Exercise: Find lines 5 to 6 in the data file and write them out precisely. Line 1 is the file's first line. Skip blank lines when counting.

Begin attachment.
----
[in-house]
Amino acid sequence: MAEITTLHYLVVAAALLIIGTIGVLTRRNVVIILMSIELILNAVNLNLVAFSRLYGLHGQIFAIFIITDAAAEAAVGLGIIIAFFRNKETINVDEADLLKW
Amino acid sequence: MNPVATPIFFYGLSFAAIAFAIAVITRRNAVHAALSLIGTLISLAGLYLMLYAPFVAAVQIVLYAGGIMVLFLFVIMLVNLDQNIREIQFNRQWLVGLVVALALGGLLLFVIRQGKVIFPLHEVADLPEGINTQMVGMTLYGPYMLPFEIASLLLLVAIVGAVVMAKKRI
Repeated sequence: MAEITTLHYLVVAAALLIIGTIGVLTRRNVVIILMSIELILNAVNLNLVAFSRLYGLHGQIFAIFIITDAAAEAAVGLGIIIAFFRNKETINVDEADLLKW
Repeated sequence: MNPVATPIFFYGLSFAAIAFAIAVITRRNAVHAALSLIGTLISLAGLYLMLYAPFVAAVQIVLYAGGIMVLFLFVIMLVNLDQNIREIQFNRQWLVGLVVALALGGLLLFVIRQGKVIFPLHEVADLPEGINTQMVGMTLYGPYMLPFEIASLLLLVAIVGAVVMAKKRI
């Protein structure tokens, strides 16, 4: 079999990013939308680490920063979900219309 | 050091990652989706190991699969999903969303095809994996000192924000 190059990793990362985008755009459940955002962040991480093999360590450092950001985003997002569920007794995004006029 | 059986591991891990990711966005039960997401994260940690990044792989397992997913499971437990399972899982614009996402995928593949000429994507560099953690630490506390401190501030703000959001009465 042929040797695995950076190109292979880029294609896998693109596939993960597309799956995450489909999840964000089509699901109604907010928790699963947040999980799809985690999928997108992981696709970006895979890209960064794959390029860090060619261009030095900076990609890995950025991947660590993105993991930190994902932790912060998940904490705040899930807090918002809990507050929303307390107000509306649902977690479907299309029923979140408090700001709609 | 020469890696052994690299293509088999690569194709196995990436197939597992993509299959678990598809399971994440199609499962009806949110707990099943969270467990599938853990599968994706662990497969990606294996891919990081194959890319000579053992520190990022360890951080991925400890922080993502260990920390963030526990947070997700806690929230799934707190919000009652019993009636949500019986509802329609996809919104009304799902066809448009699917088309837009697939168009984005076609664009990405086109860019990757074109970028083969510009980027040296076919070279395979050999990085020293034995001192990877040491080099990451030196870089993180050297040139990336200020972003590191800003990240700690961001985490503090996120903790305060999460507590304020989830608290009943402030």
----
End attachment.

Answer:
Repeated sequence: MNPVATPIFFYGLSFAAIAFAIAVITRRNAVHAALSLIGTLISLAGLYLMLYAPFVAAVQIVLYAGGIMVLFLFVIMLVNLDQNIREIQFNRQWLVGLVVALALGGLLLFVIRQGKVIFPLHEVADLPEGINTQMVGMTLYGPYMLPFEIASLLLLVAIVGAVVMAKKRI
């Protein structure tokens, strides 16, 4: 079999990013939308680490920063979900219309 | 050091990652989706190991699969999903969303095809994996000192924000 190059990793990362985008755009459940955002962040991480093999360590450092950001985003997002569920007794995004006029 | 059986591991891990990711966005039960997401994260940690990044792989397992997913499971437990399972899982614009996402995928593949000429994507560099953690630490506390401190501030703000959001009465 042929040797695995950076190109292979880029294609896998693109596939993960597309799956995450489909999840964000089509699901109604907010928790699963947040999980799809985690999928997108992981696709970006895979890209960064794959390029860090060619261009030095900076990609890995950025991947660590993105993991930190994902932790912060998940904490705040899930807090918002809990507050929303307390107000509306649902977690479907299309029923979140408090700001709609 | 020469890696052994690299293509088999690569194709196995990436197939597992993509299959678990598809399971994440199609499962009806949110707990099943969270467990599938853990599968994706662990497969990606294996891919990081194959890319000579053992520190990022360890951080991925400890922080993502260990920390963030526990947070997700806690929230799934707190919000009652019993009636949500019986509802329609996809919104009304799902066809448009699917088309837009697939168009984005076609664009990405086109860019990757074109970028083969510009980027040296076919070279395979050999990085020293034995001192990877040491080099990451030196870089993180050297040139990336200020972003590191800003990240700690961001985490503090996120903790305060999460507590304020989830608290009943402030």